A:  As you can read from our factsheet

http://www.acupuncture.org.uk/a-to-z-of-conditions/a-to-z-of-conditions/1138-sciatica.html

there has been a significant amount of research into the treatment of sciatica with acupuncture, and the results have been increasingly positive. The threshold for being able to make a definite claim is based on a research process for which very little acupuncture treatment except non-traditional formula work will work, but there have been dozens of Chinese studies aimed at finding what works better which seem to show that sciatica responds well to treatment. Certainly this 'expert's' experience is that sciatica seems to respond well to treatment in most cases.

There is no doubt that formula treatment will work to an extent, and there are many medical acupuncturists and 'cookbook' practitioners who will use the same 'sciatica' patients on every patient. The real strength of traditional acupuncture, though, is that it addresses the problem of why sciatica occurs in this particular patient, or more properly why the system does not put right and recover from the injuries which normally cause it. Twenty different people may have the same named condition but be treated in twenty entirely different ways. What this does is not just put the problem right but try to make sure that it does not recur.

There are no special treatments for sciatica, and no specialists, so any well-trained traditional acupuncturist should be able to help you. The best advice, though, since there are one or two cases which would not make us feel so optimistic, is to pop in to see a BAcC member local to you for a chat and to get a short face to face assessment of what is going on. This will not only give you more precise information but also give you a chance to meet a practitioner and see where they work before committing to treatment.



A:  This is always a difficult question to answer.  The great Canadian physician William Osler once said' tell me not what kind of disease a patient has but what kind of patient has a disease.', and the traditional Chinese medicine system rests on a similar kind of premise. Not only would the presenting cause make a difference but also the overall constitution of the person. Sciatica from a jar in a sporting contest in a teenager will heal differently from that caused by a fall in a seventy year old.

What we tend to say to patients is that there should be some positive changes within three to four sessions, and our job then is to assess how much change and how sustainable it is. If there is a day or so of reduced pain which then returns, and this happens three or four times, then it may be an indicator that the treatment isn't really doing anything more than provide short-term pain relief. If the effects are slowly incremental, getting a bit greater and enduring with each session, then it is a matter of careful management to ensure that the changes justify the expense of treatment. Many of us also work closely with local osteopaths and chiropractors, and we often cross-refer to ensure that if there is a physical misalignment that this is addressed alongside what we do to speed the process up.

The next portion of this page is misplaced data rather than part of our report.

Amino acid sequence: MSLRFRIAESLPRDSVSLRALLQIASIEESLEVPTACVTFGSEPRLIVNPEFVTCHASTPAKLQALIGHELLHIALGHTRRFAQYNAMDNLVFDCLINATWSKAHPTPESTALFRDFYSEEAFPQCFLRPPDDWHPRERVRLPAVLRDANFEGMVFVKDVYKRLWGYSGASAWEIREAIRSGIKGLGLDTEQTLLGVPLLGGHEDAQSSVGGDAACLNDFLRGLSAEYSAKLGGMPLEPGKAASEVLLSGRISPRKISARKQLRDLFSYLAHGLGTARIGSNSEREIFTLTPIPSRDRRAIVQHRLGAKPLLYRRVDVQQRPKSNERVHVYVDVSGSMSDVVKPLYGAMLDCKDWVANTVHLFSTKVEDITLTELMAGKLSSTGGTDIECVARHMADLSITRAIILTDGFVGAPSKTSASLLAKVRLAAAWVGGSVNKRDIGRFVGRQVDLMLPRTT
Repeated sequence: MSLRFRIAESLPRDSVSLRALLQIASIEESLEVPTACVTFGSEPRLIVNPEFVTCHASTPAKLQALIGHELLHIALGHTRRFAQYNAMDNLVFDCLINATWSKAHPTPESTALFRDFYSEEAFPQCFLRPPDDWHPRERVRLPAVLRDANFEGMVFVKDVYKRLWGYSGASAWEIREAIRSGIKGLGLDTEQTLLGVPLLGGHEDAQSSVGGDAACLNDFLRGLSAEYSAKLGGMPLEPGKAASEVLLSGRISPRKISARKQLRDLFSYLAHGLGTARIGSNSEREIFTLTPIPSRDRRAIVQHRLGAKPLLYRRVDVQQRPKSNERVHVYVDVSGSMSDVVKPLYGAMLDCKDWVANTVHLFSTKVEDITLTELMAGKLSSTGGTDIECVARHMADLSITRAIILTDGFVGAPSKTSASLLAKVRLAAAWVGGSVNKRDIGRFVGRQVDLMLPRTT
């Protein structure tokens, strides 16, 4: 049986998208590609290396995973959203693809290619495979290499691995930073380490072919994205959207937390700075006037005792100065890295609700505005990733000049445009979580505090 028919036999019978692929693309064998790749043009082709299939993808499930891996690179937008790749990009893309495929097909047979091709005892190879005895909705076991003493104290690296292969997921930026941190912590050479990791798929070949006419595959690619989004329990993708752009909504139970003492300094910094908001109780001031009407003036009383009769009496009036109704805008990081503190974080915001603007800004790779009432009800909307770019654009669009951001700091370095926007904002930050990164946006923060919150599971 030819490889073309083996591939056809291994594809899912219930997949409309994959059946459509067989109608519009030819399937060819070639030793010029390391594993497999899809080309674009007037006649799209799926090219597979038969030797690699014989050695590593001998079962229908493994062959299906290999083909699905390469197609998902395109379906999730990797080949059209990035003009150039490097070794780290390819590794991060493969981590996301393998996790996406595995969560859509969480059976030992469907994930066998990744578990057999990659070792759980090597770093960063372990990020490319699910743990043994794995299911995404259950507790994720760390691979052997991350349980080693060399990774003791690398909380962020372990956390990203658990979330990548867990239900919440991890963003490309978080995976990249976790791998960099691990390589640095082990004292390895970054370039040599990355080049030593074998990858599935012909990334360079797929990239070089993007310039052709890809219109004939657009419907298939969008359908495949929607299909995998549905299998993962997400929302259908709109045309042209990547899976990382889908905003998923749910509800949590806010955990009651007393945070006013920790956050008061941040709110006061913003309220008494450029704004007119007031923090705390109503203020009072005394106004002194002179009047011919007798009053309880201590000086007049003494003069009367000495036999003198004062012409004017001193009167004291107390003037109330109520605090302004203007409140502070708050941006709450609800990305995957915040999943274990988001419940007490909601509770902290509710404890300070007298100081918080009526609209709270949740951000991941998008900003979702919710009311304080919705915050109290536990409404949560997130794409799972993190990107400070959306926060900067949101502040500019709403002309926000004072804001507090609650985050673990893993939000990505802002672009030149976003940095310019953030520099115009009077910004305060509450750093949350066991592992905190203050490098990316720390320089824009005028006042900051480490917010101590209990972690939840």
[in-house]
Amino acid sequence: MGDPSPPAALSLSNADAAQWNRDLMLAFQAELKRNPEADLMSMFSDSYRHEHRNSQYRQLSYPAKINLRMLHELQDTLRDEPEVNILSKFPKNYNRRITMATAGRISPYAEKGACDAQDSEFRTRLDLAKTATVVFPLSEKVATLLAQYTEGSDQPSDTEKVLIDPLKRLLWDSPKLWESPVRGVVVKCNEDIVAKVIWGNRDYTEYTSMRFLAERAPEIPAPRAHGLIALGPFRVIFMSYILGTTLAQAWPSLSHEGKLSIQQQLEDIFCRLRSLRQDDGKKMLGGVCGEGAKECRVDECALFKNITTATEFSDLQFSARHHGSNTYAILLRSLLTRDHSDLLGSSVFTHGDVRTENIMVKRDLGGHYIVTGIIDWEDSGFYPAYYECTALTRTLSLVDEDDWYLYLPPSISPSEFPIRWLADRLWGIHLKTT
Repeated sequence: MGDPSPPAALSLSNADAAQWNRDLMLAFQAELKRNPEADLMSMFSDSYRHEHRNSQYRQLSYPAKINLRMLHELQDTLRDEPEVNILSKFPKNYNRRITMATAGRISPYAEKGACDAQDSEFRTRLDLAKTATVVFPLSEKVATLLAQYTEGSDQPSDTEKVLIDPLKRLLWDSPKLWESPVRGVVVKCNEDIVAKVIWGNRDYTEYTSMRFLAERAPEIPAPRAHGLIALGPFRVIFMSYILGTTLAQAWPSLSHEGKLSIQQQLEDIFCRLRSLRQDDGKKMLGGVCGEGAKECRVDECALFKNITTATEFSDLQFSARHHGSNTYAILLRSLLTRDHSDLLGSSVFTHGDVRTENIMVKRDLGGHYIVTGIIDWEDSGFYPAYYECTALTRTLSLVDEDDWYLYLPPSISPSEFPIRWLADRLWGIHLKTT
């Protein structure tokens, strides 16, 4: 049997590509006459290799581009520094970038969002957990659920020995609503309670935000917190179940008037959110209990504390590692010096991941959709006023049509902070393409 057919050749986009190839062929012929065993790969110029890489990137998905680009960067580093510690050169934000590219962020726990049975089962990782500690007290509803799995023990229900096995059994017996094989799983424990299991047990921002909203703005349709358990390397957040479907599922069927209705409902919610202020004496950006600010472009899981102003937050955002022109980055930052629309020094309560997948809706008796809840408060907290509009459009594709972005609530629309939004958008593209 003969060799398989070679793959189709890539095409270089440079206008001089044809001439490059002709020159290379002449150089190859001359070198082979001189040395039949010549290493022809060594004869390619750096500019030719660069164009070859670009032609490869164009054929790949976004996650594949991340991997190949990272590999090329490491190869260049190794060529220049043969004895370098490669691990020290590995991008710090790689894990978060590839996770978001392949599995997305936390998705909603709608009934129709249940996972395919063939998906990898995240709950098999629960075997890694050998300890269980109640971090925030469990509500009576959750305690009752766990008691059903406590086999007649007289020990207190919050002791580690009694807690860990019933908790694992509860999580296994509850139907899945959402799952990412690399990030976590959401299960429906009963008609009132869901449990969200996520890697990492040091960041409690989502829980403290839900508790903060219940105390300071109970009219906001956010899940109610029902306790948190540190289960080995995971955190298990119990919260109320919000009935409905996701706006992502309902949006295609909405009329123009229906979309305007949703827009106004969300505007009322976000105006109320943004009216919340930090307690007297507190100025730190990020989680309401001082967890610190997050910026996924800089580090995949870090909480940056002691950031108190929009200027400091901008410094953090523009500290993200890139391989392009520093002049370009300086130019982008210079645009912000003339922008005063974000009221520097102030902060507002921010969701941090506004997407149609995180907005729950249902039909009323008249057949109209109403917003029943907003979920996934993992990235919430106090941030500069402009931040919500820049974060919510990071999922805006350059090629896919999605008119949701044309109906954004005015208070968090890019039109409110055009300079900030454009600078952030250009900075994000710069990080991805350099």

Our factsheet on sciatica

 http://www.acupuncture.org.uk/a-to-z-of-conditions/a-to-z-of-conditions/sciatica.html

is very encouraging about the effects of treatment, and underpins our own sense that even where progress is slightly slower, i.e. more than four or five sessions, there is a good chance that it will ultimately have a positive outcome. The only common sense measure is to keep treatment under rolling review to avoid running up a large bill without realising.

Q: I am having physiotherapy for what I understand so far is a right sacro iliac joint problem vs right L3. L4 nerve compression. My physio has suggested a course of acupuncture may help the stinging and sharp nerve pain that I am experiencing in my right leg from knee to calf. Particularly bad at night. Is this good information and how do I find an appropriate accupuncturist near me? 

A: We think that the physiotherapist's assessment of the value of a course of acupuncture treatment is probably well-founded. 

From what you describe your symptoms are very similar to what many people would call sciatica. We have produced a factsheet on this

http://www.acupuncture.org.uk/a-to-z-of-conditions/a-to-z-of-conditions/sciatica.html

which makes some very encouraging remarks about the growing body of research supporting the use of acupuncture treatment. When we conduct patient surveys online, we find that sciatica is high on the list of conditions for which people have sought a practitioner.

A great deal depends on the exact presentation of the symptoms and how significant the weakness of the sacro-iliac joint is. If there is still considerable work to do to stabilise this by building up the muscles, then it may be a case of two steps forwards, one step backwards in terms of controlling the pain. Once the joint has become more stable then treatment tends to be more effective at settling the discomfort for longer periods of time.

The best assessment of problems like these, however, is done face to face. Normally we advise people to seek out a member and see if they will offer a few minutes without charge to see whether acupuncture would or could help. A referral from a physio, though, is pretty much always based on a good assessment of what will help, and physios tend now to be very knowledgeable about acupuncture treatment even if they do not administer it themselves.Ca

The best way to find a practitioner near you is to use the 'find a practitioner'search facility on our home page www.acupuncture.org.uk. This is postcode based and much more sensitive than an area search in finding the nearest BAcC members to you.